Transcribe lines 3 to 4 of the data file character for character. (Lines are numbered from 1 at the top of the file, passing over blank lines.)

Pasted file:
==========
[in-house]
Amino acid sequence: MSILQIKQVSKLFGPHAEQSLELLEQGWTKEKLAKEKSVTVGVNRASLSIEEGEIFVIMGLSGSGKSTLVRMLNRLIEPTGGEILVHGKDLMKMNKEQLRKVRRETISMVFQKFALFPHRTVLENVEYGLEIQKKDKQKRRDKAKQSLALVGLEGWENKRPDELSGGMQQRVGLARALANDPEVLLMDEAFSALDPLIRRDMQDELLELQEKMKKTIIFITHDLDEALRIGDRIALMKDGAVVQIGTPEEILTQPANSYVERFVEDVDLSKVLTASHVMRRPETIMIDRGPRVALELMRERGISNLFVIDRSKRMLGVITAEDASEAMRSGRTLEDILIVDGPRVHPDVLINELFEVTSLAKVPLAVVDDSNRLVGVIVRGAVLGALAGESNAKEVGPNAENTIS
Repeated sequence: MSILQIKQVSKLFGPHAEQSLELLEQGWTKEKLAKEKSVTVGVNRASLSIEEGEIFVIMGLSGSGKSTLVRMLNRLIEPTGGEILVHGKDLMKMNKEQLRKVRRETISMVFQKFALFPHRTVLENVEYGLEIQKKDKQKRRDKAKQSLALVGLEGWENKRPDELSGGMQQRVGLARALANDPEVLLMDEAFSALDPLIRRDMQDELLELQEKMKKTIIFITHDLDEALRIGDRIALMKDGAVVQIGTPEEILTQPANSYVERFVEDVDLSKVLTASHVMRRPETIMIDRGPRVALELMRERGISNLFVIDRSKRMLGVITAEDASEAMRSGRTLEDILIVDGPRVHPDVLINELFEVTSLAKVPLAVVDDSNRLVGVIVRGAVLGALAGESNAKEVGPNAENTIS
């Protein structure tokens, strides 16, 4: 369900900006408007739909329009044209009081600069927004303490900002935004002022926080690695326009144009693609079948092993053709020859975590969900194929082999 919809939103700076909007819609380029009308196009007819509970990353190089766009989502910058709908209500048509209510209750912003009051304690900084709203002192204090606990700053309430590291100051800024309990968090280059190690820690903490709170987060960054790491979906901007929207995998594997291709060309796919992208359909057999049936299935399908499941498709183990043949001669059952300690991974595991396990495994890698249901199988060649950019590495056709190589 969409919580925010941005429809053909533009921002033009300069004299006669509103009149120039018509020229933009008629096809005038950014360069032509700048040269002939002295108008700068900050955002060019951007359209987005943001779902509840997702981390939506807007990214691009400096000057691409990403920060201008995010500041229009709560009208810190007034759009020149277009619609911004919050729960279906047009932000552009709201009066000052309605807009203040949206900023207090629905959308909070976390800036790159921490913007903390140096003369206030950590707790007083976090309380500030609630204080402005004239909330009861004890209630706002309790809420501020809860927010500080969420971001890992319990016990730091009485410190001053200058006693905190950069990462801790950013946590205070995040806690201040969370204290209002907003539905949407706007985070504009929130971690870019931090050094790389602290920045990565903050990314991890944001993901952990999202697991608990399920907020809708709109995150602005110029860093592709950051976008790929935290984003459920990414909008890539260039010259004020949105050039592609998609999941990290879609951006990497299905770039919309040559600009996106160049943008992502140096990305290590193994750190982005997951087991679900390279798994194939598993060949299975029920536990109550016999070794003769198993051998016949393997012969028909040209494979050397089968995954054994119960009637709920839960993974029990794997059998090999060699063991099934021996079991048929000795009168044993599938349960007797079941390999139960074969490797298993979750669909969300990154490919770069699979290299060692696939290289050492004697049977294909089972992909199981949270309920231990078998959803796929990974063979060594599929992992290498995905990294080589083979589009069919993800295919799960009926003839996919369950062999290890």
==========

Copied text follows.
Repeated sequence: MSILQIKQVSKLFGPHAEQSLELLEQGWTKEKLAKEKSVTVGVNRASLSIEEGEIFVIMGLSGSGKSTLVRMLNRLIEPTGGEILVHGKDLMKMNKEQLRKVRRETISMVFQKFALFPHRTVLENVEYGLEIQKKDKQKRRDKAKQSLALVGLEGWENKRPDELSGGMQQRVGLARALANDPEVLLMDEAFSALDPLIRRDMQDELLELQEKMKKTIIFITHDLDEALRIGDRIALMKDGAVVQIGTPEEILTQPANSYVERFVEDVDLSKVLTASHVMRRPETIMIDRGPRVALELMRERGISNLFVIDRSKRMLGVITAEDASEAMRSGRTLEDILIVDGPRVHPDVLINELFEVTSLAKVPLAVVDDSNRLVGVIVRGAVLGALAGESNAKEVGPNAENTIS
């Protein structure tokens, strides 16, 4: 369900900006408007739909329009044209009081600069927004303490900002935004002022926080690695326009144009693609079948092993053709020859975590969900194929082999 919809939103700076909007819609380029009308196009007819509970990353190089766009989502910058709908209500048509209510209750912003009051304690900084709203002192204090606990700053309430590291100051800024309990968090280059190690820690903490709170987060960054790491979906901007929207995998594997291709060309796919992208359909057999049936299935399908499941498709183990043949001669059952300690991974595991396990495994890698249901199988060649950019590495056709190589 969409919580925010941005429809053909533009921002033009300069004299006669509103009149120039018509020229933009008629096809005038950014360069032509700048040269002939002295108008700068900050955002060019951007359209987005943001779902509840997702981390939506807007990214691009400096000057691409990403920060201008995010500041229009709560009208810190007034759009020149277009619609911004919050729960279906047009932000552009709201009066000052309605807009203040949206900023207090629905959308909070976390800036790159921490913007903390140096003369206030950590707790007083976090309380500030609630204080402005004239909330009861004890209630706002309790809420501020809860927010500080969420971001890992319990016990730091009485410190001053200058006693905190950069990462801790950013946590205070995040806690201040969370204290209002907003539905949407706007985070504009929130971690870019931090050094790389602290920045990565903050990314991890944001993901952990999202697991608990399920907020809708709109995150602005110029860093592709950051976008790929935290984003459920990414909008890539260039010259004020949105050039592609998609999941990290879609951006990497299905770039919309040559600009996106160049943008992502140096990305290590193994750190982005997951087991679900390279798994194939598993060949299975029920536990109550016999070794003769198993051998016949393997012969028909040209494979050397089968995954054994119960009637709920839960993974029990794997059998090999060699063991099934021996079991048929000795009168044993599938349960007797079941390999139960074969490797298993979750669909969300990154490919770069699979290299060692696939290289050492004697049977294909089972992909199981949270309920231990078998959803796929990974063979060594599929992992290498995905990294080589083979589009069919993800295919799960009926003839996919369950062999290890």